The most beautiful of constellations, Orion, hangs low over the village in central Malawi. The stars around it are as uncountable as the grains of sand bordering Lake Malawi, 60 miles away. Far below Orion’s shimmer, a rooster crows — an alarm clock with feathers, strutting through the darkness past a row of huts where adults and children yearn for a few more hours of rest.
Eight-year-old Ireen is fast asleep in her grandmother’s one-room hut. Next door in her mother’s house, her sister, Jekina, 4, stirs as the rooster continues the hullabaloo, no snooze button to silence him.
The girls’ mother, Happiness — Chimwemwe in her native tongue of Chichewa — wakes in the dark to make her first walk of the day to collect water under the night sky. She ties her 1-month-old baby, Secret, securely to her back with a colorful piece of cloth, then walks with her twin sister, Gift, in single file from their huts to a stream where as many as a thousand people will collect water and wash clothes from morning until night. Although it is dark, the 26-year-olds don’t need a flashlight. They know this path. They have been walking its treacherous terrain since they were 4.
Their family lives in the Great Rift Valley, the geological marvel that stretches nearly 4,000 miles from Lebanon’s Bekaa Valley in the Middle East to Mozambique in southeastern Africa. The valley, actually a series of adjoining trenches, is the result of a rift: a fracture in the earth that continues to tear open the crust, causing chunks of earth to sink and molten rock to rise in the form of volcanic eruptions. The stream where the family collects water is within the Great Rift. The hills are rocky, the valleys slippery, and the changes in elevation make for a grueling and potentially dangerous climb — especially carrying a heavy bucket of water on your head in temperatures swelling over 90 degrees, your neck and calves aching, sweat trickling into your eyes and momentarily blinding you.
The stars above the path are dizzyingly spectacular, but their magnificence is lost on Happiness. The single mother worries about her house — at only 12 feet across, it’s too small for all four of her children. She worries about leaving Jekina alone every morning — what if someone tries to abduct her? She worries about feeding her son, Beauty, who is staying with his father, her ex-husband, tonight — the growing 11-year-old is always hungry, and there’s only one bag of maize left. She worries about Secret, adorable but fussy. And she worries about Ireen, the daughter who reminds her so much of herself — smart and feisty. How can Ireen reach for the stars in a place where food and water are unreachable?
In the Great Rift Valley region of Malawi, poverty and the lack of clean water create fractures that cut through society — producing rifts in families and communities, and hardships for girls like Ireen.
Rifts in children’s lives
When Happiness returns with the day’s first supply of water, she is relieved to find Jekina still safely asleep in her small, round mud house. As the sun rises with a resolve that foretells another hot day, Ireen emerges from her grandmother’s hut. “I wake up happy,” she says, her joy taking the form of a brilliant smile. Ireen’s energy pulsates. Now that it’s daylight, it’s her turn to go for water.
Last year, Ireen asked her mother if she could start gathering water. She saw the weight her mother was carrying, pregnant with her fourth baby, struggling to feed and clothe her children. “I told her she was too young,” says Happiness. “Ireen insisted.” Although it’s a task she volunteered for, it’s not one Ireen enjoys. “It makes my neck hurt,” she says. But for girls in Malawi, carrying water is a rite of passage. “These kids have a heart to work on their own,” says Happiness. “Getting their own water shows independence — that they don’t need their mother to do it.”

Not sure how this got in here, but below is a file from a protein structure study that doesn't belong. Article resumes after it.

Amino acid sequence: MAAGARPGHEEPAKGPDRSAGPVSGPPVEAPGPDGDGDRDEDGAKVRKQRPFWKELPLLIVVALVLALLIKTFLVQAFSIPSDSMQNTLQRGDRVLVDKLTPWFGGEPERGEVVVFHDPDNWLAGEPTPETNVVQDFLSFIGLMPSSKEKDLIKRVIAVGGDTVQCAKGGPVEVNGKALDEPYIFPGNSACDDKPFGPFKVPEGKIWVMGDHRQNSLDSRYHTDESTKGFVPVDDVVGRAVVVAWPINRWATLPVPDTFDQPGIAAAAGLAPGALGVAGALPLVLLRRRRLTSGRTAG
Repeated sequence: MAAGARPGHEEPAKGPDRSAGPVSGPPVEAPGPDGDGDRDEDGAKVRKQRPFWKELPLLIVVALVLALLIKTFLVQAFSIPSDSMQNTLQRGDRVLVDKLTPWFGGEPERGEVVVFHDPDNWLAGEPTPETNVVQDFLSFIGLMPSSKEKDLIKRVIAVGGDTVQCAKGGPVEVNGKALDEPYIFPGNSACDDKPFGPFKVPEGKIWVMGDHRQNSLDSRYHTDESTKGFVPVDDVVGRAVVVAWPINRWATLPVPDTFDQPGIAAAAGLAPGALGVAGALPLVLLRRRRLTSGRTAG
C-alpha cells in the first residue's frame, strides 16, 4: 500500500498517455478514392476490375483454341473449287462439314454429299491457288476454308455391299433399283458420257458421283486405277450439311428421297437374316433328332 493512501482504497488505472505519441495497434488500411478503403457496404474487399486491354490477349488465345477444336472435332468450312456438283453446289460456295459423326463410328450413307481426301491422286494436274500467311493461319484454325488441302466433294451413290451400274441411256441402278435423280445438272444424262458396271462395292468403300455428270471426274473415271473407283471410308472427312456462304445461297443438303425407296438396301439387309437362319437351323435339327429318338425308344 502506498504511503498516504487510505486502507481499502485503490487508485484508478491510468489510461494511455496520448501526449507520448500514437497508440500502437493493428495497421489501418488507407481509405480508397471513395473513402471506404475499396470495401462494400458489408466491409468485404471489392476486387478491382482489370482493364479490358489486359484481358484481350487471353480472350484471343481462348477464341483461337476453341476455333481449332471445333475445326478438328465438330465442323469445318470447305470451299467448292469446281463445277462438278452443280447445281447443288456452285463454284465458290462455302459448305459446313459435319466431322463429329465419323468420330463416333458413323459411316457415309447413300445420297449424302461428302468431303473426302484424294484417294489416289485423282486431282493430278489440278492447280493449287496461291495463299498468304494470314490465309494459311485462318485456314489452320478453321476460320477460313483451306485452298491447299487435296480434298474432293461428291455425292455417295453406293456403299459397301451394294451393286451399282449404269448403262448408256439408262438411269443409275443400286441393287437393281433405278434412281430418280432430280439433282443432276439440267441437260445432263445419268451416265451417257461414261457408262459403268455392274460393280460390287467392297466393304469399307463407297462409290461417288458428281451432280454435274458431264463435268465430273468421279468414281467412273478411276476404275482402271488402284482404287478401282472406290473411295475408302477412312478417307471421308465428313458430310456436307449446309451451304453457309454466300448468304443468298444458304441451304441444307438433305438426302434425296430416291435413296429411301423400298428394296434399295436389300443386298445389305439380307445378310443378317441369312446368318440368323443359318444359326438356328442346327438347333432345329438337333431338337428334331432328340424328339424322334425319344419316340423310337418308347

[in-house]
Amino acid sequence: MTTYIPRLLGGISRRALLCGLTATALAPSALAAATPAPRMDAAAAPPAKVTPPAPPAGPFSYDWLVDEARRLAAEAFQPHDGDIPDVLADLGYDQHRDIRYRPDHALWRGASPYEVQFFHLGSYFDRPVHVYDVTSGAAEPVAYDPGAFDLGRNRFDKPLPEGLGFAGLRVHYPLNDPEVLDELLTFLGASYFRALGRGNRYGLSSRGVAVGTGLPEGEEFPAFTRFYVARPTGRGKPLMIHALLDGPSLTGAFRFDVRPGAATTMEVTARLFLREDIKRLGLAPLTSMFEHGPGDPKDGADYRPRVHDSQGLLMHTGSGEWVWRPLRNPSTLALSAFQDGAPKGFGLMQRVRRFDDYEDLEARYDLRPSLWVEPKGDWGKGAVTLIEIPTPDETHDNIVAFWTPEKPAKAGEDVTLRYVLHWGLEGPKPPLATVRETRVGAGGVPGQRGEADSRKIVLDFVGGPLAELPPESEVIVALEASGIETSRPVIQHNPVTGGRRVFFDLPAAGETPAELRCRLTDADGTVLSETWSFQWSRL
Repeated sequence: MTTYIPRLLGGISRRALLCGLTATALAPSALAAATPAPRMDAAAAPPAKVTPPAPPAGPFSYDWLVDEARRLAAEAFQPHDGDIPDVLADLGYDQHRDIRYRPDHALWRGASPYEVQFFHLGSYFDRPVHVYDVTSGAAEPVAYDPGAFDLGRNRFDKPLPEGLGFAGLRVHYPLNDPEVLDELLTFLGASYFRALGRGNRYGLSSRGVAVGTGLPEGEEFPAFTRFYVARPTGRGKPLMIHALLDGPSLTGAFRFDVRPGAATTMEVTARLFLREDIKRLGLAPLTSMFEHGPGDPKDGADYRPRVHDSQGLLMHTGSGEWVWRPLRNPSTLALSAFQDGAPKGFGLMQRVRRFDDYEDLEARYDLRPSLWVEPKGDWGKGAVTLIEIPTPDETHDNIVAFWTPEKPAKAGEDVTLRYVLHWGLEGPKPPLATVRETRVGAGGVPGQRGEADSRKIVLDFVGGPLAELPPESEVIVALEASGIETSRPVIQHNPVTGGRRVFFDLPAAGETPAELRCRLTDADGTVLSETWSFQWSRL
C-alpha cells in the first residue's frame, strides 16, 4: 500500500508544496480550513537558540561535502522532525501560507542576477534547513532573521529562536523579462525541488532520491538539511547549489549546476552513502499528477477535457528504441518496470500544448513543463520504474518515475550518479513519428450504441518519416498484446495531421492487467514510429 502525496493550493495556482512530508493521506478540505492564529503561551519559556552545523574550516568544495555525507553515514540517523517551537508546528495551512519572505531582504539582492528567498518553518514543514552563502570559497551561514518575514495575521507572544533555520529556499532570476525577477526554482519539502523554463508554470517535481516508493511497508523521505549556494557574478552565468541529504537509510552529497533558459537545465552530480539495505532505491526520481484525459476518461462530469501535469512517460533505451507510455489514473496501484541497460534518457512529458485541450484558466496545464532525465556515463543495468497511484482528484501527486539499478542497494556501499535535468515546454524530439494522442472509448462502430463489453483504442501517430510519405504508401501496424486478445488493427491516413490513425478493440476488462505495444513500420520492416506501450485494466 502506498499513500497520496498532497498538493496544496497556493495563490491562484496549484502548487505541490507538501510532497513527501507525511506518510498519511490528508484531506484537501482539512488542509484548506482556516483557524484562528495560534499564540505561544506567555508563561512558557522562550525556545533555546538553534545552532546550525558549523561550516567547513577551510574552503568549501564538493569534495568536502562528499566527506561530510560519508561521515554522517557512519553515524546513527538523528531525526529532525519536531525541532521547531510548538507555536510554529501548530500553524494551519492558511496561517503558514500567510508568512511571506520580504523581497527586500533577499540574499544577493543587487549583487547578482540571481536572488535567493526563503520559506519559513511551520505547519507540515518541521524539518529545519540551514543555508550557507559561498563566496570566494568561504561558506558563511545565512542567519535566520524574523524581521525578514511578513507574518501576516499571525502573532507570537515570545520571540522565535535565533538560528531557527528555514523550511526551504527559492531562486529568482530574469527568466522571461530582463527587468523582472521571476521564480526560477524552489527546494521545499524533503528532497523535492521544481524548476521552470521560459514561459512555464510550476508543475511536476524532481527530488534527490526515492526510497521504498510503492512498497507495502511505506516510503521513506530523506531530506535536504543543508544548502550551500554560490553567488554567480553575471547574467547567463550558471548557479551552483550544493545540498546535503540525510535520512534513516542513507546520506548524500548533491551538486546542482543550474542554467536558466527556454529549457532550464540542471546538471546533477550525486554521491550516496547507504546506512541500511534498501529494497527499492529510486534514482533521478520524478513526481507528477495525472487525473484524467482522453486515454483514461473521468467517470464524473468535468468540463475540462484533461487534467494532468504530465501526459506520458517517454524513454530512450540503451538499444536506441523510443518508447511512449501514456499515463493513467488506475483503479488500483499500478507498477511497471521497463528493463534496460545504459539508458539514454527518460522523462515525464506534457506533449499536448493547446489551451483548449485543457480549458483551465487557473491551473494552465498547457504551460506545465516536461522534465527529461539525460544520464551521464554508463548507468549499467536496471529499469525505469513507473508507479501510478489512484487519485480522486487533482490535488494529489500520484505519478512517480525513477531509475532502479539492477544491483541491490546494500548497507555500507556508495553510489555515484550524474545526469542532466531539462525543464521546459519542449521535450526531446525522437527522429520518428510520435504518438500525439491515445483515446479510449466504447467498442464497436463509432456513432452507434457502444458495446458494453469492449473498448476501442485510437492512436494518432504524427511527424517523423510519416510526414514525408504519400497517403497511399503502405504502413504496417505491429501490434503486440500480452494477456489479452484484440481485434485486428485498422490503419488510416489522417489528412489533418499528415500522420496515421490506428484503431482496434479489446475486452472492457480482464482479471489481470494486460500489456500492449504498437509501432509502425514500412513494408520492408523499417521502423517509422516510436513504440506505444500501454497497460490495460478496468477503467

Barefoot, Ireen can balance 20 pounds of water on her head, trying with all her might not to trip and fall. Injury is just one fear. The other is breaking the red plastic bucket. As her mother has warned her on many occasions, there’s no money for another. For us, it would be like wrecking the family car.
Ireen will walk for water up to three times a day, unless she helps with laundry. Then, she will go four times. Throughout the course of their daily water-collecting journeys, Ireen and her mother will walk about 6 kilometers, or 3.7 miles, the average distance women and children in the developing world walk every day for water. It’s best for Ireen to go before it gets too hot — plus, school starts at 7:30. She can’t be late.
“She’s my favorite,” says Ireen’s teacher, 30-year-old Timale Chisutu. “She is quick to respond. She is not shy when she knows the answer.” Ireen ranks ninth in a class of 157 students, a remarkable feat given her circumstances. “I know how she lives,” says Ireen’s teacher. “She comes from a very poor family. I can tell by her clothes, her uniform, books, pencils, and her body. Sometimes she is very dirty.”
Although Ireen comes to school without having washed, there are times that diarrhea, a result of drinking unsafe water, keeps her away. Diarrhea is a serious issue for the community, says Fenless Chimutu, 34, the nurse and midwife in charge of the local health clinic where Happiness gave birth to Secret. “One of every five patients has loose stools or diarrhea,” she says. “You see it more in young children.” The nurse, who’s been at the clinic for five “tough and difficult” years, sees hundreds of patients every day. “If there was clean water, that number would be reduced to less than half.”
Ireen’s community has never had a borehole well. A neighboring community’s borehole is near her school, and while her community isn’t allowed to draw from it, the children can use it while they’re in class. Ireen prefers the borehole water to what she gets from the stream near her house — she knows the borehole water is clean and the water from the stream is not. “It makes me afraid,” she says. “I’m afraid of the water because I know that worms are going into my body.” Usually bright, Ireen’s countenance darkens. At school, her teacher notices Ireen’s tension and says, “Sometimes she looks anxious.”